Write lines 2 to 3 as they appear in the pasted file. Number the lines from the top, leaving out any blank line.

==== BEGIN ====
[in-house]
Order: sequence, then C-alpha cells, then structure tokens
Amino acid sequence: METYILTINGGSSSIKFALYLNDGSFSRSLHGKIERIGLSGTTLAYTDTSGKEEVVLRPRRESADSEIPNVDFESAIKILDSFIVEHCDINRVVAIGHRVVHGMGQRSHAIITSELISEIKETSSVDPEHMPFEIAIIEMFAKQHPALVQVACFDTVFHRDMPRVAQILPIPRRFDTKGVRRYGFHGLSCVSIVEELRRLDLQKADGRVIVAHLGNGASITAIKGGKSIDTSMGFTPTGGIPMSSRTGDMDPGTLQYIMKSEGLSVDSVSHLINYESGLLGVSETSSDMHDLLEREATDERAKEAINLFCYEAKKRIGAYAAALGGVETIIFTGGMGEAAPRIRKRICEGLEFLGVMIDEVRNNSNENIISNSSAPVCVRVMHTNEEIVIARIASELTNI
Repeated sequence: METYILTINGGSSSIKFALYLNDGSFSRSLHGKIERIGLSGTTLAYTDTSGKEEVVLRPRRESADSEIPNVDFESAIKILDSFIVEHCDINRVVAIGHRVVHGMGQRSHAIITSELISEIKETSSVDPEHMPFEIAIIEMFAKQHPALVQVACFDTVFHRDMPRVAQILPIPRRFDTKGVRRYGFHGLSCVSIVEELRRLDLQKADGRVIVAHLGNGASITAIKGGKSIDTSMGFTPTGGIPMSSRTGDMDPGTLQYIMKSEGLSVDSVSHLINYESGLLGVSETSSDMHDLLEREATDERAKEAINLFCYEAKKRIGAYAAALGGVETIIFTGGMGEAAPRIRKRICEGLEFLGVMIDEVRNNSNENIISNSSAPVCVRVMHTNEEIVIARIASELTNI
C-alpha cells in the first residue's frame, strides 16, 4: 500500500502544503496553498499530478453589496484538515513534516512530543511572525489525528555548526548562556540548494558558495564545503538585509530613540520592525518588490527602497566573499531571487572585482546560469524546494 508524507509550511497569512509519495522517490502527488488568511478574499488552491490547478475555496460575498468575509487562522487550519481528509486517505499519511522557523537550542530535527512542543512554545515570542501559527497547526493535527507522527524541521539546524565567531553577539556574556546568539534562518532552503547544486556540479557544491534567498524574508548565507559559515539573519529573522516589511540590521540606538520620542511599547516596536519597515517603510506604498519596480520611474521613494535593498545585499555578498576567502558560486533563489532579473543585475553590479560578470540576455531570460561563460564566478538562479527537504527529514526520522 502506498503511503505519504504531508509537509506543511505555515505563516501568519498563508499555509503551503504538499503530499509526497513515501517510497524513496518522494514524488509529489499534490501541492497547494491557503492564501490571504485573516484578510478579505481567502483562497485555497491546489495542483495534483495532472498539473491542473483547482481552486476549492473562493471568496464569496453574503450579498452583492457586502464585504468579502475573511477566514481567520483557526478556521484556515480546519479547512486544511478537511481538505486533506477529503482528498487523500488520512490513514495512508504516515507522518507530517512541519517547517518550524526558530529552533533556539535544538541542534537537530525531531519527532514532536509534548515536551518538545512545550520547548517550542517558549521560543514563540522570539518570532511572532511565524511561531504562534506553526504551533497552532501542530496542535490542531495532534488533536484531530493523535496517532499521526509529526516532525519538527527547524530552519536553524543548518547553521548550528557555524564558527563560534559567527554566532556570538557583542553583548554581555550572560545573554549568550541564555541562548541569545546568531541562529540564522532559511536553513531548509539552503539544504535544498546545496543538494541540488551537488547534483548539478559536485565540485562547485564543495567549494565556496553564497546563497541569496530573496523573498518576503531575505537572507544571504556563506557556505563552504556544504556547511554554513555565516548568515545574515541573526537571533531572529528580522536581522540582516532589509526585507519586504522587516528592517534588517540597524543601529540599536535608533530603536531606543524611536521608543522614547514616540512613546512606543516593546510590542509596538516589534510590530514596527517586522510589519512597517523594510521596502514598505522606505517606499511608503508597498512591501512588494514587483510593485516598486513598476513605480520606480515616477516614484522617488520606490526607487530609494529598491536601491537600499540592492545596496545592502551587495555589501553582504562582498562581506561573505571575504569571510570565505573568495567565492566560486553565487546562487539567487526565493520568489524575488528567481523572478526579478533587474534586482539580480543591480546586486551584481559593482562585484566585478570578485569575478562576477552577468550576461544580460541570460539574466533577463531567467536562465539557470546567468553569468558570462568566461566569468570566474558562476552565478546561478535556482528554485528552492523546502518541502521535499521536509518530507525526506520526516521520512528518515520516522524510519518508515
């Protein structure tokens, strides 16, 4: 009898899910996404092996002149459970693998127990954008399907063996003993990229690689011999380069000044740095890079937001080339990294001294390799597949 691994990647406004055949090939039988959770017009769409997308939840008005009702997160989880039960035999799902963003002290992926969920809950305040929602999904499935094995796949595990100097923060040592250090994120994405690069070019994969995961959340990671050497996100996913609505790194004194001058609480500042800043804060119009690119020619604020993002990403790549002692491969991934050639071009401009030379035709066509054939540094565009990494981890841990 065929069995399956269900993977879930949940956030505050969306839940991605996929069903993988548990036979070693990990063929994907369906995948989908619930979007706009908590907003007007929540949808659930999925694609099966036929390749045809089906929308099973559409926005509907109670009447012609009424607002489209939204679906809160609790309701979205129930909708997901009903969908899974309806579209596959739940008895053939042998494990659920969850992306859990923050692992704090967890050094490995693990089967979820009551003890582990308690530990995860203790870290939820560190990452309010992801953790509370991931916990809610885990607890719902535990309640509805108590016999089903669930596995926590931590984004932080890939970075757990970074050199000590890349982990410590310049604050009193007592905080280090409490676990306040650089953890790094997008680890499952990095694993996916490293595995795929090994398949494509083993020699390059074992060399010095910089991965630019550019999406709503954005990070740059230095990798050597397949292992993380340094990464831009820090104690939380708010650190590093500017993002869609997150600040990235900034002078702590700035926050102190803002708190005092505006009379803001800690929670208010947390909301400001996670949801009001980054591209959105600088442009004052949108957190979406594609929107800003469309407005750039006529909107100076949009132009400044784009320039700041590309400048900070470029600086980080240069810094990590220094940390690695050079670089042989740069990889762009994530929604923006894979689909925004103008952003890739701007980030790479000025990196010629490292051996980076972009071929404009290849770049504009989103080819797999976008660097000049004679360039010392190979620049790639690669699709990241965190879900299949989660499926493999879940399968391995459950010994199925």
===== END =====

Order: sequence, then C-alpha cells, then structure tokens
Amino acid sequence: METYILTINGGSSSIKFALYLNDGSFSRSLHGKIERIGLSGTTLAYTDTSGKEEVVLRPRRESADSEIPNVDFESAIKILDSFIVEHCDINRVVAIGHRVVHGMGQRSHAIITSELISEIKETSSVDPEHMPFEIAIIEMFAKQHPALVQVACFDTVFHRDMPRVAQILPIPRRFDTKGVRRYGFHGLSCVSIVEELRRLDLQKADGRVIVAHLGNGASITAIKGGKSIDTSMGFTPTGGIPMSSRTGDMDPGTLQYIMKSEGLSVDSVSHLINYESGLLGVSETSSDMHDLLEREATDERAKEAINLFCYEAKKRIGAYAAALGGVETIIFTGGMGEAAPRIRKRICEGLEFLGVMIDEVRNNSNENIISNSSAPVCVRVMHTNEEIVIARIASELTNI